Developer Creates Android M Port For Original Nexus 7

Ever since Google introduced the developer preview of their Android operating system at last year's Google IO developer conference, it has been a welcomed addition to Android for the eager users and the development community who wished to get their hands on early stages of the software which would later be pushed out for users in a final build. This began with Android L which has now become Android Lollipop and is continuing to make its way across devices, and this year Google introduced Android M, the new software version which is likely to be released sometime later this Fall.

While the Developer Preview has been a great tool and an awesome opportunity for users and developers alike to get their hands on unreleased software to test things out and see a few new features, it is limited to a handful of devices which Google sets out, leaving many other users out of the mix and with no chance to try out the new software. This is the case with both Android L and this year's Android M, having generally been restricted to current Nexus devices like the Nexus 9, Nexus 6, and Nexus 5, and recently it's been opened up for a select number of Xperia devices. A developer with a little bit of passion and dedication though has managed to get a port of the Android M developer preview up and running on the original Nexus 7 from 2012, something which many people likely will find unexpected since Google never intended for the software to be tested on this device.

This means those who still own and use the 2012 Nexus 7 are able to give this port a test run and see how things work, but it should be noted that there is a number of things that doesn't work, so users need to be aware that this isn't software meant to be upgrading devices with a daily driver version of the OS' new flavor. WiFi, Bluetooth, NFC, and GPS are just a few of the things which aren't working should users decide to flash this port of the Android M dev preview, but keep in mind that this is just for checking out a few of the new things which Android M offers before it's ready for devices. Since the WiFi doesn't work the tablet is basically useless, but if you were eager to see what Android M looks like at least, now you have the capability to do so. The good news here is that the port has also been designed to work alongside another ROM which uses have installed on the device, so they can move freely back and forth between them on the device, bringing them and their device back to working order.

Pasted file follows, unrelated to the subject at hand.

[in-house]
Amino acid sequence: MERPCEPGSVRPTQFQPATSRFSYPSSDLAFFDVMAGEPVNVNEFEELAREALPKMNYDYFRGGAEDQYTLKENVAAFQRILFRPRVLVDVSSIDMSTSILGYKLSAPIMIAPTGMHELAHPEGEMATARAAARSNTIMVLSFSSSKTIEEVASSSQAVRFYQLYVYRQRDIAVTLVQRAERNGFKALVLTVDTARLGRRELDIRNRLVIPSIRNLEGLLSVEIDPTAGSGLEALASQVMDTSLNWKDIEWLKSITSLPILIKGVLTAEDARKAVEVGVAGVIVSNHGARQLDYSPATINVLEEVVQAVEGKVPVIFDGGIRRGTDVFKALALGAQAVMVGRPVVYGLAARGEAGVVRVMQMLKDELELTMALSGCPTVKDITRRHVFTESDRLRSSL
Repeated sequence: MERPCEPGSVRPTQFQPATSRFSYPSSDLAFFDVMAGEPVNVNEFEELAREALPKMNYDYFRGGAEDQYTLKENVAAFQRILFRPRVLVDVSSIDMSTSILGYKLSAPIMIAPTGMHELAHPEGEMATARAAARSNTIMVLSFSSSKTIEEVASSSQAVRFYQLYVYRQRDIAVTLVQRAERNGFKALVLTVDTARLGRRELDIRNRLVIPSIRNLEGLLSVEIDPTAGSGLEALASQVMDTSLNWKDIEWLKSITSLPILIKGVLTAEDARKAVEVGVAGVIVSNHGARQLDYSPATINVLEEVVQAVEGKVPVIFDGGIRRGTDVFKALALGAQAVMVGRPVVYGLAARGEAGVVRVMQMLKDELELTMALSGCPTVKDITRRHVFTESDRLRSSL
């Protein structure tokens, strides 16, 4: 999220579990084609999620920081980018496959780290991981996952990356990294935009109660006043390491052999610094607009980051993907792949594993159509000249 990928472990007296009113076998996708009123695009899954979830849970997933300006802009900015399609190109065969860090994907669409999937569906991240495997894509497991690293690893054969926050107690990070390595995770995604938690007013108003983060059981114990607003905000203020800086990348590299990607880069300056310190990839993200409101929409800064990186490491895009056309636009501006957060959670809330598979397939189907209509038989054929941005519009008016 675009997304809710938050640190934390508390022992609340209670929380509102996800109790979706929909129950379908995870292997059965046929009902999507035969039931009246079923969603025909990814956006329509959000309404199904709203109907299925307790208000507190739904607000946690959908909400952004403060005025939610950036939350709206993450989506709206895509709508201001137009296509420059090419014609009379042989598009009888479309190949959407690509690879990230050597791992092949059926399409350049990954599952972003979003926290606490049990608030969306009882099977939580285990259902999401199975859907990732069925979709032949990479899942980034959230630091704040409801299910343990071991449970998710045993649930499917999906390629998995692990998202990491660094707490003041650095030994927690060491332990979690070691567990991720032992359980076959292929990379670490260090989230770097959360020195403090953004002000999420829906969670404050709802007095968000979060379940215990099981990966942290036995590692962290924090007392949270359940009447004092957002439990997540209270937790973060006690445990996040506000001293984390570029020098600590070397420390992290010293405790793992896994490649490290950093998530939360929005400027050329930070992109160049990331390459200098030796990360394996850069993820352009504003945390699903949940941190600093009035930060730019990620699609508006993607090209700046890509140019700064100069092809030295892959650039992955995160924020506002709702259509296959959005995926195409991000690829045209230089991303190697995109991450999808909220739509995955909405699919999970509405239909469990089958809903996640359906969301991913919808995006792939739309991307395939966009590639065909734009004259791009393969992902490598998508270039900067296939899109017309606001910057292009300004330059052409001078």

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About the Author

Justin Diaz

Head Editor
Lover of food, craft beer, movies, travel, and all things tech. Video games have always been a passion of his due to their ability to tell incredible stories, and home automation tech is the next big interest, in large part because of the Philips Hue integration with Razer Chroma. Current Device: Google Pixel.
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